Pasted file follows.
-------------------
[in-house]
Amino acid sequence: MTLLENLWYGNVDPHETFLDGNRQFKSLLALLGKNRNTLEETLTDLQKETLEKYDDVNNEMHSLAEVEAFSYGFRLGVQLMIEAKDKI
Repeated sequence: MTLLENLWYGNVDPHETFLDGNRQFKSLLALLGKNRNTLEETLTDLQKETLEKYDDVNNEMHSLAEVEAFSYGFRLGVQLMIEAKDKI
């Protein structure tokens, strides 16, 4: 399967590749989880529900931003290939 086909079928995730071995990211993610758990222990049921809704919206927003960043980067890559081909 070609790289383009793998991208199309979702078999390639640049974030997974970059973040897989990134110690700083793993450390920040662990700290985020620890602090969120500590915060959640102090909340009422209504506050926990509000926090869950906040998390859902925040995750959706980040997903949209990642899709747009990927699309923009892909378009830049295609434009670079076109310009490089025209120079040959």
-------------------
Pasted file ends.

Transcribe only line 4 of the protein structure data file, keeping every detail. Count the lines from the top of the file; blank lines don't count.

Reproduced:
């Protein structure tokens, strides 16, 4: 399967590749989880529900931003290939 086909079928995730071995990211993610758990222990049921809704919206927003960043980067890559081909 070609790289383009793998991208199309979702078999390639640049974030997974970059973040897989990134110690700083793993450390920040662990700290985020620890602090969120500590915060959640102090909340009422209504506050926990509000926090869950906040998390859902925040995750959706980040997903949209990642899709747009990927699309923009892909378009830049295609434009670079076109310009490089025209120079040959």